Review of The Dumbest Generation: How the Digital Age Stupefies Young Americans and Jeopardizes Our Future, or Don't Trust Anyone Under Thirty. By Mark Bauerlein. Jeremy Tarcher/Penguin. 264 pp. $24.95
"The Present age makes great claims upon us," Matthew Arnold acknowledged in 1853. But, he warned, without "the steadying and composing effect" of "the ancients", acquired by reading "the best that is known and thought in the world," young men and women might well be forced to rely on their own meager resources.
Mark Bauerlein, a professor of English at Emory University and former director of Research and Analysis at the National Endowment for the Arts, agrees with Arnold, the icon of American conservatives. In The Dumbest Generation: How the Digital Age Stupefies Young Americans and Jeopardizes our Future, or Don't Trust Anyone Under Thirty, he cites evidence that Americans have stopped reading books, and blames the "low knowledge levels" of adolescents mainly on the Internet. "The world delivers facts and events and art and ideas," he writes, "but the young American mind hasn't opened." Busy e-mailing and text-messaging, uploading photographs onto MySpace and Facebook, and creating playlists for iPods, they have trouble identifying the three branches of the American government, the Allies and the Axis powers in World War II, and where Iraq is on the map.
Warning that "knowledge is never more than one generation away from oblivion," Bauerlein is the latest in a long-line of Chicken Little critics of culture. Like Allan Bloom, he rails at the youth culture of the 1960s. Like E. D. Hirsch, he documents the decline in "cultural literacy." And like Neil Postman, he proclaims that the screen pacifies viewers, isolates individuals while perpetuating illusions of social connectivity, and turns "every event and experience into entertainment." Indeed, The Dumbest Generation is so indebted to Amusing Ourselves to Death, we're tempted to say that the Postman is ringing twice.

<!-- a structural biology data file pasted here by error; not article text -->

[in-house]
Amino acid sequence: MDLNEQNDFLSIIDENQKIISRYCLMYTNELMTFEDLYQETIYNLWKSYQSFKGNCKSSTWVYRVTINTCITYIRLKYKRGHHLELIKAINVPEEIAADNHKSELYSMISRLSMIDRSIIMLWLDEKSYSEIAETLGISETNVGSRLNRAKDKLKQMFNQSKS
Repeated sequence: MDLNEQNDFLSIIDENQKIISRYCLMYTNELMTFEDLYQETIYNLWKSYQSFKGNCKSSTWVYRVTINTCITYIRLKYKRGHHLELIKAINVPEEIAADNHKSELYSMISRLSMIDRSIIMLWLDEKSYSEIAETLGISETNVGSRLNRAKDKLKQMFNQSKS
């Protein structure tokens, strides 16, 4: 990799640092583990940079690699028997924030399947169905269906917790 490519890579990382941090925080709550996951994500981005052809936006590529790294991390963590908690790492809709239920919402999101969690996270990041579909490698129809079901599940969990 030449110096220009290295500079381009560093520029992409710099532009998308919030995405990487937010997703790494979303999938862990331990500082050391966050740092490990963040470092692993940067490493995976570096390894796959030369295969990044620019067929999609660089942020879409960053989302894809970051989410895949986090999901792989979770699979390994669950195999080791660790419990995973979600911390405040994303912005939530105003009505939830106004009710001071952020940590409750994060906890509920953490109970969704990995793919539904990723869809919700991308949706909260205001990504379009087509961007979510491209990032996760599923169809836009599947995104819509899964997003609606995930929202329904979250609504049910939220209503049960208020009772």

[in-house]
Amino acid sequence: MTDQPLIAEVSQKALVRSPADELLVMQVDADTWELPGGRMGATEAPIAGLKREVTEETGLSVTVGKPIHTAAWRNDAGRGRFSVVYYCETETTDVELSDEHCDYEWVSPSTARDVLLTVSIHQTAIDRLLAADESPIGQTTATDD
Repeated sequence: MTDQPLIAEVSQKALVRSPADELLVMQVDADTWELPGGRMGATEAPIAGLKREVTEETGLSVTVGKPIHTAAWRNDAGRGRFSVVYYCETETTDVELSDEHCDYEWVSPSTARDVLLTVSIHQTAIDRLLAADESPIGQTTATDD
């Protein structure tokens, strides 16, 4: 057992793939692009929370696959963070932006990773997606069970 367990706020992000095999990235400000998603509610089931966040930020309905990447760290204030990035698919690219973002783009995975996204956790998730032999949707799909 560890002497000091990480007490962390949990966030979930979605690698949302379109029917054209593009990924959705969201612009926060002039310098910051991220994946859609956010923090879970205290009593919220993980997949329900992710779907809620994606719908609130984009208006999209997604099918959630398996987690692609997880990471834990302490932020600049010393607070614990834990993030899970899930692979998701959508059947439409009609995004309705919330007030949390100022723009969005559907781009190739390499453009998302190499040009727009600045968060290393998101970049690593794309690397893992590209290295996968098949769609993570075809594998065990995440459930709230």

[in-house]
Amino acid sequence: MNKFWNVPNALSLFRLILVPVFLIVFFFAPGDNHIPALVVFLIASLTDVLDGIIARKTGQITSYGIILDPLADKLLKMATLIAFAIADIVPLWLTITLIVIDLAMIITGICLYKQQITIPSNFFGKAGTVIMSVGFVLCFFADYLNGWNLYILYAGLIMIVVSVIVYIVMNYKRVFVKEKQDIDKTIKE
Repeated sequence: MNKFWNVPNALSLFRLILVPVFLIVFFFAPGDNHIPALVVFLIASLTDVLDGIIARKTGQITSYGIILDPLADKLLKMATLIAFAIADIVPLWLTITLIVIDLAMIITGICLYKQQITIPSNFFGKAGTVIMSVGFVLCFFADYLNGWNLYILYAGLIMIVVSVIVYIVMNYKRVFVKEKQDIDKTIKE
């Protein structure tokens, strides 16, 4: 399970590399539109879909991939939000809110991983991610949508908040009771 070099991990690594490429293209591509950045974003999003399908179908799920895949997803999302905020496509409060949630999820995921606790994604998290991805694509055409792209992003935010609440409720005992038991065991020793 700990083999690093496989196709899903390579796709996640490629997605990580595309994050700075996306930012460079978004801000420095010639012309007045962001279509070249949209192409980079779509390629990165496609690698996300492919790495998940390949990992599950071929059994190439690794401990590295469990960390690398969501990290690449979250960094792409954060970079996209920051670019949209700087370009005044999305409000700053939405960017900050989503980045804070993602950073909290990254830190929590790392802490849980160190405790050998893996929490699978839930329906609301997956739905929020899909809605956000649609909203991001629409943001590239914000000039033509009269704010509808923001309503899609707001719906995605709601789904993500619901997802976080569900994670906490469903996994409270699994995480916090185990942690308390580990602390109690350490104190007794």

The tsunami of studies summarized by Bauerlein does provide ample cause for concern about the education and skills acquisition of young Americans in the Digital Age. According to The Dumbest Generation, except for Harry Potter, tweens and teens read fewer and fewer books. When they go on-line, they "snack" on sites "adjusted to lesser literacies and leaping eyes," rarely taking the time to absorb complicated content. The data shows they favor news briefs to full articles, almost never go beyond the first page of results on their Google searches, and are either unwilling or unable to assess the reliability of the material they encounter.
The Information Superhighway, Bauerlein concludes, does not instill "higher-order learning skills." Despite the claims of "techno-cheerleaders and their academic backers," the time kids spend on-line does not constitute a "cognitive workout" for "college-bound digital natives." He shoots down arguments that young Americans are becoming mentally flexible, hyper-alert, multi-taskers, interacting with tools that promote specialization, pattern recognition and problem-solving. Nor does he buy that they are pooling knowledge by posting, revising, and criticizing as they follow the flow of information across multiple modalities. Instead, according to The Dumbest Generation, what teenagers are doing is "horizontal modeling" -- hanging out in their rooms using peer-to-peer technology to produce a "Daily Me" show. Bauerlein cites employers' complaints that college graduates haven't even mastered "lower-order skills," including verbal and numerical competence, as they enter the work force.